History Making Military Dive Watches
Just as “military chic” appeals to civilians in the form of bare-bones Land Rovers, cargo trousers and navy pea coats, military diving watches have a distinct cachet that attracts enthusiasts, and with a vengeance. Military watches for the infantry and aviator timepieces certainly have their own sorts of “cool”, but among the most coveted of all the timepieces issued to servicemen are the watches designated for navy scuba divers, frogmen, saboteurs, SEALs, and sailors.
In any list of the most furiously sought-after pieces are the original Blancpain Fifty Fathoms, all of the pre-1990s navies-only Panerais, IWC’s Porsche-designed Bund diving watches and other limited-production models that were unequivocally developed for the military without consideration for commercial or civilian purposes. These are the most “pure” of the models in the genre, but equally desirable are civilian watches that were altered for the world’s navies.
This second category actually accounts for a greater number of watches because most forces did not commission all-new-from-the-ground-up timepieces. It has been simpler and more sensible to order slightly modified versions of civilian watches. The roster is as impressive as the list of dedicated diving watches, for it includes Rolex’s “Milsubs”, assorted Zodiac SeaWolf variants, Eternas, Longines, Tudors and Omegas.
The key to the appeal of either type of military diving watch is the knowledge that all diving watches were designed solely for functionality, but the ones good enough for the services are somehow tougher. In either case, whether a bespoke design for a specific navy or a modification of a “street” watch, their undiluted purposefulness creates its own aesthetic.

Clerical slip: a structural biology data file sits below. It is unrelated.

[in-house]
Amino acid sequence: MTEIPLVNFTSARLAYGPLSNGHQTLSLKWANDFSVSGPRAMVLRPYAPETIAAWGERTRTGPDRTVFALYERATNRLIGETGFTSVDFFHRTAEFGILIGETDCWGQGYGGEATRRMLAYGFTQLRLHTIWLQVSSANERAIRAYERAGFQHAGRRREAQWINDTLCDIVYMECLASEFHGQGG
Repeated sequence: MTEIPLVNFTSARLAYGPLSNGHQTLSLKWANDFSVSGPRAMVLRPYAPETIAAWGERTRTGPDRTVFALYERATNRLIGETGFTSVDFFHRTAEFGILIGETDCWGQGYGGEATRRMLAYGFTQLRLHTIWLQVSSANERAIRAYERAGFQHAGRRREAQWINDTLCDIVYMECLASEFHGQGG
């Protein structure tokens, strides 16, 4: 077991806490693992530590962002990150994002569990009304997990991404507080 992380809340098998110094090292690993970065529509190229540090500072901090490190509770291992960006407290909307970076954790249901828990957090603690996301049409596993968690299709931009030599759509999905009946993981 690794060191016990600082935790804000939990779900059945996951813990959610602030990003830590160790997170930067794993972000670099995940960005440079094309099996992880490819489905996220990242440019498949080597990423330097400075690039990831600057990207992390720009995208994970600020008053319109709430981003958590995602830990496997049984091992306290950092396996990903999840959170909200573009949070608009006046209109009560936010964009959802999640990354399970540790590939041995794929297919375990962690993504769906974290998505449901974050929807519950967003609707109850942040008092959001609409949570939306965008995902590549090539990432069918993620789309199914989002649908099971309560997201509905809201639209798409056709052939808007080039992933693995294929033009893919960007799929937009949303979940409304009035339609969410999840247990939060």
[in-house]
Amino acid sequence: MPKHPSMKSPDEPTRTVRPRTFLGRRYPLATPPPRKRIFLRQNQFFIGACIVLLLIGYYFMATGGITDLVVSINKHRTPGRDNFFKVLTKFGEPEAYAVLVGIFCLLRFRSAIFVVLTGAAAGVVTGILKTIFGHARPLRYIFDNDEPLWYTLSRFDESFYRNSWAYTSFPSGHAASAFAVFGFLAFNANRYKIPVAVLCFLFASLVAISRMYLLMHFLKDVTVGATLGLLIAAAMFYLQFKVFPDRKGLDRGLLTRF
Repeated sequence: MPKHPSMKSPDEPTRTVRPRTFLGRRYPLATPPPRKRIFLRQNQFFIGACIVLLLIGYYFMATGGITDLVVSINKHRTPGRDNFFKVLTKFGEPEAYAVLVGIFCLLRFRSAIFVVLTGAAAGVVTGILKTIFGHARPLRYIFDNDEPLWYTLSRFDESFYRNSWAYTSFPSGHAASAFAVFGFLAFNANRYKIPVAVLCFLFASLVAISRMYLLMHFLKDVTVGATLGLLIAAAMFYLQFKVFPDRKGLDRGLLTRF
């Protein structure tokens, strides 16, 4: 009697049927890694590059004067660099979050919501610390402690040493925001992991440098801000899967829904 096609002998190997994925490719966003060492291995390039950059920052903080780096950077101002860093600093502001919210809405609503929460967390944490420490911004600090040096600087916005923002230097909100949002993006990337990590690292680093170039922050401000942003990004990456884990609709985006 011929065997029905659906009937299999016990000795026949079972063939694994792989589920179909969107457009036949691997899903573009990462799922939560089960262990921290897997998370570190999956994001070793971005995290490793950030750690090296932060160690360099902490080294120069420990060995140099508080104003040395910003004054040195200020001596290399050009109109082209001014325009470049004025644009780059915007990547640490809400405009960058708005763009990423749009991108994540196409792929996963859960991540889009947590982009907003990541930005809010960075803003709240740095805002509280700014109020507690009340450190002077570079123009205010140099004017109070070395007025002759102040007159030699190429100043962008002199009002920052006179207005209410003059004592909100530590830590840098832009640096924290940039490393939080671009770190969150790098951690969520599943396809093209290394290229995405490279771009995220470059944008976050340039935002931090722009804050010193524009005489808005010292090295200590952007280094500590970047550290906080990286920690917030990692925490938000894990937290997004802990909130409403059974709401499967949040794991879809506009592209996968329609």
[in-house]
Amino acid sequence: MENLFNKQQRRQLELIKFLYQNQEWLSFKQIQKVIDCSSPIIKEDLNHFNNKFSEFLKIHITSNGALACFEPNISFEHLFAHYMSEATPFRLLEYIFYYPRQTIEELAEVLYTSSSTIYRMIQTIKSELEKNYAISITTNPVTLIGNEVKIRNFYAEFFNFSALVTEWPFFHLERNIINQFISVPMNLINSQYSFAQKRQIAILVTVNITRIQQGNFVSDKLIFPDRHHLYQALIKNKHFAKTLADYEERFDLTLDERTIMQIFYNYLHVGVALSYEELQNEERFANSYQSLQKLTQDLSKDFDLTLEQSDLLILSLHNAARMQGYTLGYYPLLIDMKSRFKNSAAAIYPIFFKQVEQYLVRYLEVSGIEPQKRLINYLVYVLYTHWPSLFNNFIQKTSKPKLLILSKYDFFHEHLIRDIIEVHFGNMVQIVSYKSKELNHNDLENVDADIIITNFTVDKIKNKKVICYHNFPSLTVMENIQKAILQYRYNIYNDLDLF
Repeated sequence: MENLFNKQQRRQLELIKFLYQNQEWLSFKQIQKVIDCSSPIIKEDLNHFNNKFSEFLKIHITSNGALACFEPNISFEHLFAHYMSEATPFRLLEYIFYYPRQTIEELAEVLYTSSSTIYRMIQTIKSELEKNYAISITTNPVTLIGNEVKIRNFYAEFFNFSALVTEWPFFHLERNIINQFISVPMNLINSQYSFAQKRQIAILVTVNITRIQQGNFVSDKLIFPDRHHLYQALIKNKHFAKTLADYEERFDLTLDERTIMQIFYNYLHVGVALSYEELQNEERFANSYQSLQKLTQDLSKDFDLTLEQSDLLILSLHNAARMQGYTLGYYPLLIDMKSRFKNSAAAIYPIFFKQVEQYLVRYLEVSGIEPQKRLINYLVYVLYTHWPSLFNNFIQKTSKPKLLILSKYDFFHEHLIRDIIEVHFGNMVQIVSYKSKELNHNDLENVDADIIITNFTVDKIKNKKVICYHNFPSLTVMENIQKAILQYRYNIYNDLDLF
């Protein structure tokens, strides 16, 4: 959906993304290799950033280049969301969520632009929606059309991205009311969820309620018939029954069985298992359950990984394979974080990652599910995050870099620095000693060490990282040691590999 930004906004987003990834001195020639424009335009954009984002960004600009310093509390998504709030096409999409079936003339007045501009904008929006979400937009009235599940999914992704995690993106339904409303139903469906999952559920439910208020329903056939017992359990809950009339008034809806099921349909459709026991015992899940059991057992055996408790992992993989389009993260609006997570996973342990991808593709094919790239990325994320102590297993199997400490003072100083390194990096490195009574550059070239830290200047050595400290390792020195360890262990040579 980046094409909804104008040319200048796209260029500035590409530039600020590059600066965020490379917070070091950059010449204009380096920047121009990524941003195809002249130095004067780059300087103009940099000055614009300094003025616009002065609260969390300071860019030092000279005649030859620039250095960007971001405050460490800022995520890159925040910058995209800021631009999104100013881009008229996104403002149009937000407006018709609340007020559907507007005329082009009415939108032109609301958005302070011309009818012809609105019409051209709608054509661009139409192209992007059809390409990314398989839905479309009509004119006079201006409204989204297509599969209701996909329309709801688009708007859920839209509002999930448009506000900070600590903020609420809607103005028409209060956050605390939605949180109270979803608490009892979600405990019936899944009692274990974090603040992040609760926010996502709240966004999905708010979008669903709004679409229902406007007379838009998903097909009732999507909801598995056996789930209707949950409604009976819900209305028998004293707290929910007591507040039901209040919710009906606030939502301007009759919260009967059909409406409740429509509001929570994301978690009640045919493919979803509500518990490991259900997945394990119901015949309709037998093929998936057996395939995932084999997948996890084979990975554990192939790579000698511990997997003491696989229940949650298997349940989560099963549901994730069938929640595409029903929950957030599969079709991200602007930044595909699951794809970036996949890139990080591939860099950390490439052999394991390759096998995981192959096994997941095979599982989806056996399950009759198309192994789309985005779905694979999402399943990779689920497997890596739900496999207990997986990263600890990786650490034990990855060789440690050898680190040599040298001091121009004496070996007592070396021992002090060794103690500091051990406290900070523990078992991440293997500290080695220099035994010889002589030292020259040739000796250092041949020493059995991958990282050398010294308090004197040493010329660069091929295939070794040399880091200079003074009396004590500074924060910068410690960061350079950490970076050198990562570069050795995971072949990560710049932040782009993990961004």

Panerais may now be the mandatory attire of macho movie heroes like Jason Statham, following the leads of Sylvester Stallone and Arnold Schwarzenegger, but their history is as genuine and authentic as it gets. “Real” Panerais were manually wound, with only hour and minute hands, starting with the Radiomir in its cushion case, and evolving into the readily identifiable Luminor with the patented clamp over the crown. Their users were professionals who regarded their Panerais as tools.
As a starting point, the original 47mm Radiomirs created in the 1930s, with “onion” crown and without a clamping system, fitted with “wire” strap holders, are for many the definitive Panerais. These featured Rolex and later Angelus pocket watch movements. Their size was borne of necessity, both to house the large movements, in massive and robust cases, while allowing space for bigger, and therefore more highly legible dials. They are the most “authentic” of all the currently available models.
Unbeknownst to the originators, they created a design language that would dominate men’s watches by the end of the 20th century, because Panerai is as responsible as any brand for establishing the popularity of men’s watches more than 40mm in diameter.
Panerais evolved, as do all military diving watches, through usage in combat, formed by the needs of Italy’s crack underwater commandos. We are now able to buy production versions of watches that only existed as prototypes, such as the Mare Nostrum chronograph of 1943, so it is clear that Panerai’s designers never “settled” on a specific template. After the Second World War and well into the mid-1950s, Panerai released watches featuring the case style used for Luminors, with myriad refinements and detail changes.